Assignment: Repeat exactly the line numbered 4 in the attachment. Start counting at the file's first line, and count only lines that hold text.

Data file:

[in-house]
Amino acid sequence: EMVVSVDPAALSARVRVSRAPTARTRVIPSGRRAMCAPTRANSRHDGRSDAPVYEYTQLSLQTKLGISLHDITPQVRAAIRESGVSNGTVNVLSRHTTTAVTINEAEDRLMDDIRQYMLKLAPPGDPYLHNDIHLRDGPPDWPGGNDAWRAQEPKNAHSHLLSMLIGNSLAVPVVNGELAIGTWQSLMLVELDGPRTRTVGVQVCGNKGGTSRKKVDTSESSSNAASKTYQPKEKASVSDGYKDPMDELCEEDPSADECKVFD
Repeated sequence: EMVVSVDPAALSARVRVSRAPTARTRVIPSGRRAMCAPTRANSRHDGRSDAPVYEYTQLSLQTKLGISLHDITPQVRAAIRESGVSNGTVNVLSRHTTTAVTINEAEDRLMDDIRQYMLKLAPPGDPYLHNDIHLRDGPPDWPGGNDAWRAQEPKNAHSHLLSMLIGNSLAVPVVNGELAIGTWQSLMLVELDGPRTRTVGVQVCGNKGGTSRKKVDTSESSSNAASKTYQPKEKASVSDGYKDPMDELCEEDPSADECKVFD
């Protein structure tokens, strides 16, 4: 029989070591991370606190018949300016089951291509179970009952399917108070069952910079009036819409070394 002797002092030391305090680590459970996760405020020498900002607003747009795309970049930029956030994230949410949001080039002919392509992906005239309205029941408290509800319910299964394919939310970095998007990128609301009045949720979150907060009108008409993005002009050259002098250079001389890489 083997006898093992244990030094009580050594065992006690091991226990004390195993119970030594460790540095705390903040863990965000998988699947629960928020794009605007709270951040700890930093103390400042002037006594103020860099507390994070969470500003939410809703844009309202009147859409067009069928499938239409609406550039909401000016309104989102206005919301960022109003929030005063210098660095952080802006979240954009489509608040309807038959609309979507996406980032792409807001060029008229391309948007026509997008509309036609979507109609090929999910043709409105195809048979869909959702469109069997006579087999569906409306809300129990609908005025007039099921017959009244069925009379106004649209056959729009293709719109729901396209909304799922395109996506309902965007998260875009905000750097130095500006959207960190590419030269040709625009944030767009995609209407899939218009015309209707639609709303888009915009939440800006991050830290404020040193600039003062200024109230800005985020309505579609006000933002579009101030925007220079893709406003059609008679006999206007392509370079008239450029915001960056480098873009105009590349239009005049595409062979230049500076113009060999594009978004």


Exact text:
């Protein structure tokens, strides 16, 4: 029989070591991370606190018949300016089951291509179970009952399917108070069952910079009036819409070394 002797002092030391305090680590459970996760405020020498900002607003747009795309970049930029956030994230949410949001080039002919392509992906005239309205029941408290509800319910299964394919939310970095998007990128609301009045949720979150907060009108008409993005002009050259002098250079001389890489 083997006898093992244990030094009580050594065992006690091991226990004390195993119970030594460790540095705390903040863990965000998988699947629960928020794009605007709270951040700890930093103390400042002037006594103020860099507390994070969470500003939410809703844009309202009147859409067009069928499938239409609406550039909401000016309104989102206005919301960022109003929030005063210098660095952080802006979240954009489509608040309807038959609309979507996406980032792409807001060029008229391309948007026509997008509309036609979507109609090929999910043709409105195809048979869909959702469109069997006579087999569906409306809300129990609908005025007039099921017959009244069925009379106004649209056959729009293709719109729901396209909304799922395109996506309902965007998260875009905000750097130095500006959207960190590419030269040709625009944030767009995609209407899939218009015309209707639609709303888009915009939440800006991050830290404020040193600039003062200024109230800005985020309505579609006000933002579009101030925007220079893709406003059609008679006999206007392509370079008239450029915001960056480098873009105009590349239009005049595409062979230049500076113009060999594009978004």